A JOURNALIST who worked for Rising Kashmir for over six years, and who wished to remain anonymous, told me that using the word “terrorist” was not often easy in a conflict zone. “In Kashmir, we have two guns pointed at us,” he said. “One is in the hands of government forces and another in the hands of armed rebels. The term ‘militant’ started being used when the mass uprising started in Kashmir in early 1990s. At that time, there was pressure from both the sides, one side asking to be described as Mujahids and the other side asking that they be called terrorists.” He said that newspapers in Kashmir had unanimously struck a balance with “militant,” a neutral term. “We were writing this term for the past thirty years and both sides were fine with it, only now are the administration forcing us to do otherwise.”

Referring to the murder of Shujaat Bukhari, the founding editor of Rising Kashmir, who was assassinated in broad daylight by unknown assailants in 2018, the former employee of the paper said that journalists were always in danger. “There is no guarantee to our life,” he told me. “The new terminology is putting us in danger and the term also goes against the aspirations of several people here. As they say, one man’s terrorist is another man’s freedom fighter, and we will also face social boycotts for using that term. As journalists, we need to strike a balance. We can’t ignore the other side of the story.”

Nomenclatural shifts like this, however, have helped the Jammu and Kashmir administration weed out journalists who do not toe the line. On 15 July, Sajad Kralyari, the front-page editor of Rising Kashmir, in an office WhatsApp group titled, “RK Layout & Editor,” wrote, “@AjmerSingh I don’t want to be problematic for organisation, we were forced to write terrorists…I’m thinking of organisation and leaving it on cordial note… Thank you.” Ajmer Singh is a former army officer and the consulting editor of Rising Kashmir. After posting the message, Kralyari left the group. The next day, a meeting was held by the Rising Kashmir administration and Kralyari was persuaded not to leave. Two weeks later, Kralyari and two other staff members were fired from the organisation for not complying with the “new terminology policy.”

Others told me about how they had been fired on equally brittle grounds. The newspaper industry in Kashmir is precariously unorganised. Journalists often do not get formal offer letters and are even less likely to get relieving letter. They are verbally appointed and verbally terminated based on how carefully they comply with the nebulous orders that get transferred from the authorities to the editors of their organisations.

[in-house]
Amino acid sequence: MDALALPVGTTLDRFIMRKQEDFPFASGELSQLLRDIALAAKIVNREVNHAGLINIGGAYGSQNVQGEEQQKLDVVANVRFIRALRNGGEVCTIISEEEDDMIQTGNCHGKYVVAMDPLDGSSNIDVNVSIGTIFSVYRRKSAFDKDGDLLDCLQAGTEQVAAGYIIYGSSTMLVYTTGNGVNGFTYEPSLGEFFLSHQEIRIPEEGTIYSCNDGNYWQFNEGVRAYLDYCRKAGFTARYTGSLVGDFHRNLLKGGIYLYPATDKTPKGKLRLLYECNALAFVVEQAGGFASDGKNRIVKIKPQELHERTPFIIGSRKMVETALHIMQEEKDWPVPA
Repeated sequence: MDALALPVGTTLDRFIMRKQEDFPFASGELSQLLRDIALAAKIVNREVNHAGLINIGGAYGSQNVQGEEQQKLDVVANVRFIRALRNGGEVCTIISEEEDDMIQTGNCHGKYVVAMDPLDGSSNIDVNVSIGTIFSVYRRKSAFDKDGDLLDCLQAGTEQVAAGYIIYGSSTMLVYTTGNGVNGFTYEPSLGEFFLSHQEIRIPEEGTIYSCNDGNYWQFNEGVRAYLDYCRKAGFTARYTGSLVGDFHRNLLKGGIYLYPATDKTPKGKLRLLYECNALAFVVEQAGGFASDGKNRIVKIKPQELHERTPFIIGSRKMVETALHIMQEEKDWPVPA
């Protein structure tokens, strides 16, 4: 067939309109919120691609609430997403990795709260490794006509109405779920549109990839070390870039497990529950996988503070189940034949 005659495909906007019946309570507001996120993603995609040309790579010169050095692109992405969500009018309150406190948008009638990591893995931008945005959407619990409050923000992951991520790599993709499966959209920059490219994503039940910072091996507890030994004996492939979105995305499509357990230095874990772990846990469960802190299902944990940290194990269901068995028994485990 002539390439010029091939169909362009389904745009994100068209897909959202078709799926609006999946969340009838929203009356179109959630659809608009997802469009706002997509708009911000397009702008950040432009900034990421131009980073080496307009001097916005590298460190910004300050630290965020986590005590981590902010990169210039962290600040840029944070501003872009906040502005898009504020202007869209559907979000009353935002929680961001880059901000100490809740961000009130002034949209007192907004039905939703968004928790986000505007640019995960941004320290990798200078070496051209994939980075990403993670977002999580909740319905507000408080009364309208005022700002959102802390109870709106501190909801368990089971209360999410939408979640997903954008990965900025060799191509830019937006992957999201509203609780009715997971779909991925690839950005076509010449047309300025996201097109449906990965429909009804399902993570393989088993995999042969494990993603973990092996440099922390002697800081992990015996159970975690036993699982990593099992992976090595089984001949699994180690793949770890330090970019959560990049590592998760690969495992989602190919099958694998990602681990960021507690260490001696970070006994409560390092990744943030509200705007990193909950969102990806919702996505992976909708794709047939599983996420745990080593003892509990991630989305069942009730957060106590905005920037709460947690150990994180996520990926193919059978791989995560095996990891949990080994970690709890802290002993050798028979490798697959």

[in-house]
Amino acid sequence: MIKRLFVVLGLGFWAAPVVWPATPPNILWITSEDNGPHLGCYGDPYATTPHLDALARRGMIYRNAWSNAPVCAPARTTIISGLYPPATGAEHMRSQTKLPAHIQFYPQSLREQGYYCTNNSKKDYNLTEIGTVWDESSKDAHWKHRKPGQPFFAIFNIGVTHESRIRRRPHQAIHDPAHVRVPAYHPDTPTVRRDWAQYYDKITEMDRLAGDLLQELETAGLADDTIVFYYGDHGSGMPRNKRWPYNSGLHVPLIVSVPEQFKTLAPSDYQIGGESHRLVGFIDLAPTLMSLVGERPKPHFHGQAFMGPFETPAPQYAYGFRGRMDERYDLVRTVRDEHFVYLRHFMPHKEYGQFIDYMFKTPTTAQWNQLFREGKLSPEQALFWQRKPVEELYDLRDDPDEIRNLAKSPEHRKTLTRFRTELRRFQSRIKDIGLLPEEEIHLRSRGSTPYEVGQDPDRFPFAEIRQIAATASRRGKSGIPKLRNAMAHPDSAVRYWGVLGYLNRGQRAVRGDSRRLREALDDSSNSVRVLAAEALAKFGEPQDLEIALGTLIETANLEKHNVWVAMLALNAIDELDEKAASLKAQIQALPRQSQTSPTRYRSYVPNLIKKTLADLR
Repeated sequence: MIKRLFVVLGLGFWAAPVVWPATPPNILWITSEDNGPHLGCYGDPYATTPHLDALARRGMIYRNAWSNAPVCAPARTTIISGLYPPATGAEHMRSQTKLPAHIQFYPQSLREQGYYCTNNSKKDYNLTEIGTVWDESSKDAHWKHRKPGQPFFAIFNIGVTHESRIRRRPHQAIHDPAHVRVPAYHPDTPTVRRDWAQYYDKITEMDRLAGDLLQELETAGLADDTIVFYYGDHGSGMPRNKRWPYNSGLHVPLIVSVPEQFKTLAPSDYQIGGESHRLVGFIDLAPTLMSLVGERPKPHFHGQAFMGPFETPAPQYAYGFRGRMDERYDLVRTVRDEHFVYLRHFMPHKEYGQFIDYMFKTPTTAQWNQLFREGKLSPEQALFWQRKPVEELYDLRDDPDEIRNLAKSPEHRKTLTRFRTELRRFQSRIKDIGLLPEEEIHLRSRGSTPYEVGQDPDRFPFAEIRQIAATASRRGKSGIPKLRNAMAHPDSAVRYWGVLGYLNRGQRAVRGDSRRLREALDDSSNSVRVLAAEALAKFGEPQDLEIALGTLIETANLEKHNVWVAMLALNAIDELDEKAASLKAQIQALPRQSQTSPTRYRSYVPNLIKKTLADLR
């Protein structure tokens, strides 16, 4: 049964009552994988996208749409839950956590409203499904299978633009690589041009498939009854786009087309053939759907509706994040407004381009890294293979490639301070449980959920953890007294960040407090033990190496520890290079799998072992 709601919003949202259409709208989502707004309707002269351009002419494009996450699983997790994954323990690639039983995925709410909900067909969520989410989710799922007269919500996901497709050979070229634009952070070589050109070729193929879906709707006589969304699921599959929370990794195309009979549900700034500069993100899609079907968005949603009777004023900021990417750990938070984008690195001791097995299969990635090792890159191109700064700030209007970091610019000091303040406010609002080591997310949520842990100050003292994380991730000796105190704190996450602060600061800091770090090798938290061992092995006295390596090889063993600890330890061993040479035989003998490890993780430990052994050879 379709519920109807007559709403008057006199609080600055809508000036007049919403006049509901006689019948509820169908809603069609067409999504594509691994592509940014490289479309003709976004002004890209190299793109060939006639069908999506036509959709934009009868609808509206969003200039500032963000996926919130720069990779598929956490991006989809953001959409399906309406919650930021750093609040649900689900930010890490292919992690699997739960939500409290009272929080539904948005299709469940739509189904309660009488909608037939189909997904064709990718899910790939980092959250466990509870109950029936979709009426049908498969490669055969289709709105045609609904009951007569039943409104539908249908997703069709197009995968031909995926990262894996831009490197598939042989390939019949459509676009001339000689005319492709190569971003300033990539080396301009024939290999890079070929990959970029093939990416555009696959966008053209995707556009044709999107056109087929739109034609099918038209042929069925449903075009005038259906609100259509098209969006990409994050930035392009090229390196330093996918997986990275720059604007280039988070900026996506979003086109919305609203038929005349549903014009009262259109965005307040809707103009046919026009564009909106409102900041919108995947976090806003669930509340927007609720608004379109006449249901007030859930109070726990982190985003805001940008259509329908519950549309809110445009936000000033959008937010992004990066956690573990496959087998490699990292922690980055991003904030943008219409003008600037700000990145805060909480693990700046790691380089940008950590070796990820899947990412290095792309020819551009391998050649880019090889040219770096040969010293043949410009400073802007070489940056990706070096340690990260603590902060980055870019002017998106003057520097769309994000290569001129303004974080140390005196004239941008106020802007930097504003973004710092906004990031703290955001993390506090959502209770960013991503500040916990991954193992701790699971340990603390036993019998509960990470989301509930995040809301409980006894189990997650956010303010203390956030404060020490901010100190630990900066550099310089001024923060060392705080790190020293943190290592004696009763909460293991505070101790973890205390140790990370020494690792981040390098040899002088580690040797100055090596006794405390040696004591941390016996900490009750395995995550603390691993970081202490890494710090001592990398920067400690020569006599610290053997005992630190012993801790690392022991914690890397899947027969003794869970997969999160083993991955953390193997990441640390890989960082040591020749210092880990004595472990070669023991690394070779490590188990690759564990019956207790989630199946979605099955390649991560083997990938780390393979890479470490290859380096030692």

Rising Kashmir is now among the worst offenders with regard to recent changes in editorial policy and the witch-hunting of journalists who did not accept those changes. In 2021, the organisation terminated seven journalists, many of whom told me this was because they did not accept the shift in the newspaper’s editorial policy.

In August 2021, Irfan Amin Malik, who was working as Rising Kashmir’s online editor, wrote a tweet criticising the new film policy for Jammu and Kashmir, according to which filmmakers have to submit their scripts for to the government to get approval for shooting. Worried about its implications, he took down the tweet after just two minutes. Shortly afterwards, he was summoned to the local police station in the town of Tral, in southern Kashmir, where he was questioned for five hours. That same day, Rising Kashmir decided to terminate Malik’s employment.

Muhammad Raafi, a sub-editor who managed Rising Kashmir’s political page, was fired in the middle of the night on 7 February 2021. “There were heated arguments in our newsroom on several occasions,” Raafi told me. “The owner, Ayaz Hafiz Gani, and Ajmer Singh, the consulting editor, wanted the local mainstream politics, NC and PDP, to be annihilated from the newspaper. Rising Kashmir is a local newspaper and it is important that local politics gets reflected in the paper. But, instead of that, I was asked to carry statements of spokespersons from Delhi’s BJP.” Gani was also part of the delegation of media persons who met the foreign diplomats in January 2020.

Four days before Raafi was fired, G Kishan Reddy, the union minister of state for home affairs, had told parliament that, since the abrogation of Article 370, “613 persons including separatists, over-ground workers, stone pelters etcetera were detained at various points of time.” Reddy said that of those detained, “430 persons have been released till date.” He also claimed that the “government of Jammu and Kashmir has further reported that no person is under house arrest in the UT of Jammu and Kashmir.” On 4 February, Mirvaiz Umar Farooq, a Hurriyat leader, called Reddy’s statement misleading. Mirvaiz said that a police vehicle had been permanently stationed outside his residence since August 2019, and “I was restricted from stepping out. If that move is not house arrest then what is it? If I was not under house arrest, then why I was not being allowed to come out of my house?” Rising Kashmir’s 4 February edition published Reddy’s statement as a lead story on the second page, without any mention of Mirvaiz or even a rudimentary fact-check of the minister’s statement. Raafi told me that he had finalised the second page with Mirvaiz’s statement included but had later been told to remove it. He refused.

On the night of 7 February, Raafi said, “I was asked to remove the statement of Mehbooba Mufti and Omar Abdullah and carry the Delhi BJP’s spokesperson statement. I did not obey and they started insisting. I didn’t bow down and finally they changed the page. I received an SMS later that I have been terminated from services.”